What Darwin really talked about was adaptation. It’s clear that network defense tools have evolved tremendously to meet a changing threat landscape. Let’s walk through some of those evolutions.
Firewalls were among the first systems designed to protect the enterprise from external threats. Early firewalls controlled outside access to the network through rudimentary packet-filtering, a simple set of rules that looked at basic attributes such as port number and destination address.
These rules quickly evolved to add a concept of “state” – is this packet new or from an existing connection. Filtering traffic became much more efficient but the generalized nature of attack detection based on ports left the firewall relatively porous. In addition, large volumes of attack traffic could overwhelm the connection-state memory of the firewall, making these in-line devices attractive targets for denial of service (DoS) attacks.
The introduction of the application firewall, or Firewall Toolkit (FWTK), added a layer of protocol filtering, specifically on common communication protocols such as File Transfer Protocols (FTP) or Hypertext Transfer Protocols (HTTP). These firewalls could identify how these protocols were supposed to work, and later versions could adapt on the fly to the different ways applications made use of protocols.
Another key tool for perimeter defense is standalone Intrusion Detection/Prevention Systems (IDS/IPS). Originally designed with exploit signatures, these devices were created to provide an additional layer of protection beyond firewalls. However, as attackers have proven adept at quickly changing vectors and crafting new exploits that are unable to be identified – at least in time to be effectively detected and contained – these systems have evolved to incorporate signatures based on vulnerabilities, such as known but un-patched exposures.
And next-generation firewalls evolved to fix the vulnerabilities in traditional firewalls, as well as incorporate other functions to lessen the ‘conga line’ of inspection devices going into the network. This evolution typically included web-applications, the ability to accommodate VPNs, and some deep-packet inspection capabilities.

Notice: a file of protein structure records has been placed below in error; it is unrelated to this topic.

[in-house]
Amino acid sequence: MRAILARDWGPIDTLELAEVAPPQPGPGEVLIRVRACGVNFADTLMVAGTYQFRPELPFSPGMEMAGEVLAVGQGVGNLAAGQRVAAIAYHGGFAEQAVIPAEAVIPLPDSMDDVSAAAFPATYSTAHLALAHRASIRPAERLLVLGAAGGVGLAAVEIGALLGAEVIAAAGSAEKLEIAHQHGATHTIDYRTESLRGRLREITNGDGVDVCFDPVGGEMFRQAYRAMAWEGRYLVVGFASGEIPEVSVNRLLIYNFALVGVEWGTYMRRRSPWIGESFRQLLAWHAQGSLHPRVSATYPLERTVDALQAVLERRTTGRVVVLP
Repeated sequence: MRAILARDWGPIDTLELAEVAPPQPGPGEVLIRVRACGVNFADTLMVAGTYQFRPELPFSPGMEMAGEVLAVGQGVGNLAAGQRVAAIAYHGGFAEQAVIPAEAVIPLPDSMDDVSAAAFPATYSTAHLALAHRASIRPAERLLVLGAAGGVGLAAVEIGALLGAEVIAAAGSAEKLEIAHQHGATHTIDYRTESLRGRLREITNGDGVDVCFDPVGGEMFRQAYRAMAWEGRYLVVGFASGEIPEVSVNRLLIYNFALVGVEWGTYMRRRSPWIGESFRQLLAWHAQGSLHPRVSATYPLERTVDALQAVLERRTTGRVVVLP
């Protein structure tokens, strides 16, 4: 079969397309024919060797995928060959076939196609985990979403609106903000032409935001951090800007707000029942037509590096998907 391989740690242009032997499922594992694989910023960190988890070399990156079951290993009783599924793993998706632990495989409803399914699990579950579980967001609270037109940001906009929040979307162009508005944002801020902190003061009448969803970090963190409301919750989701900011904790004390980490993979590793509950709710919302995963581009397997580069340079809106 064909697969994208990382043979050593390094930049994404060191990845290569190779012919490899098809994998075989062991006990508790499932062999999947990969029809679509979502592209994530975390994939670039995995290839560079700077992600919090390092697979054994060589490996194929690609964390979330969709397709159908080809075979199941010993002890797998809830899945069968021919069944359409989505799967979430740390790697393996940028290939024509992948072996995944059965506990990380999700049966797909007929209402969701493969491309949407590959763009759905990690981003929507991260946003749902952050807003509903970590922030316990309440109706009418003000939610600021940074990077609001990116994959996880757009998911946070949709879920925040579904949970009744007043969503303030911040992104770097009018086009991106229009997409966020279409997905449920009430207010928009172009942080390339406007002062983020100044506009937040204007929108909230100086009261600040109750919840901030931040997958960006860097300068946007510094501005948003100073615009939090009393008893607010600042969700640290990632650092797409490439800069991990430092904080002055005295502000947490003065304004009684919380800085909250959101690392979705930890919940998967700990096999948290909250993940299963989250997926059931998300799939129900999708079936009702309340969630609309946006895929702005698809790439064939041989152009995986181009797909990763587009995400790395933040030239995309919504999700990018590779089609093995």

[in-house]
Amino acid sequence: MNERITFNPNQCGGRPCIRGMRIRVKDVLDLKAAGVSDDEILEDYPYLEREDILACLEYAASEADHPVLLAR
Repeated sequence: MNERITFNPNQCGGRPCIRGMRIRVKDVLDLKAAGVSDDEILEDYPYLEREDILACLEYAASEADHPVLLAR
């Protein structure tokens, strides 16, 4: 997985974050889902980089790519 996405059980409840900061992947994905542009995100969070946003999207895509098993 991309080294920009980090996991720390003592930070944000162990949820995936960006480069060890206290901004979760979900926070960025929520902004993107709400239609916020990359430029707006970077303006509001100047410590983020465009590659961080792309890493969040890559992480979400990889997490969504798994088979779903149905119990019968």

The fact is threat defense at the perimeter using any signature-based device poses a challenge for security organizations. Signature-based defenses can generate a significant number of false positives – legitimate traffic that triggers an alarm. We have recently seen these devices trying to leverage other software gauges, such as reputation, to improve their accuracy and reduce false positives. However, attackers are also evolving and modifying their techniques, using obfuscation to make malicious traffic immune to detection. In both cases, investigating these attacks to determine validity and degree of genuine threat can overwhelm security resources and waste valuable time.
The Security Information and Event Management (SIEM) system evolved to help manage many of these network security devices. Ironically, SIEMs suffer from their success – too many alerts. The truth is SIEMs need to evolve to provide effective network security against a changing threat landscape, such as more visual analytical capabilities to speed investigation of alerts.
When Darwin introduced the theory of evolution what he was really talking about was adaptation. Network defense tools have evolved tremendously, and must continue to adapt to meet a changing threat landscape.
At the end of the day, the network defender’s approach must match the attacker’s approach – with speed and agility. That is both easier said than done, and must involve not only tools, but communications, planning and process.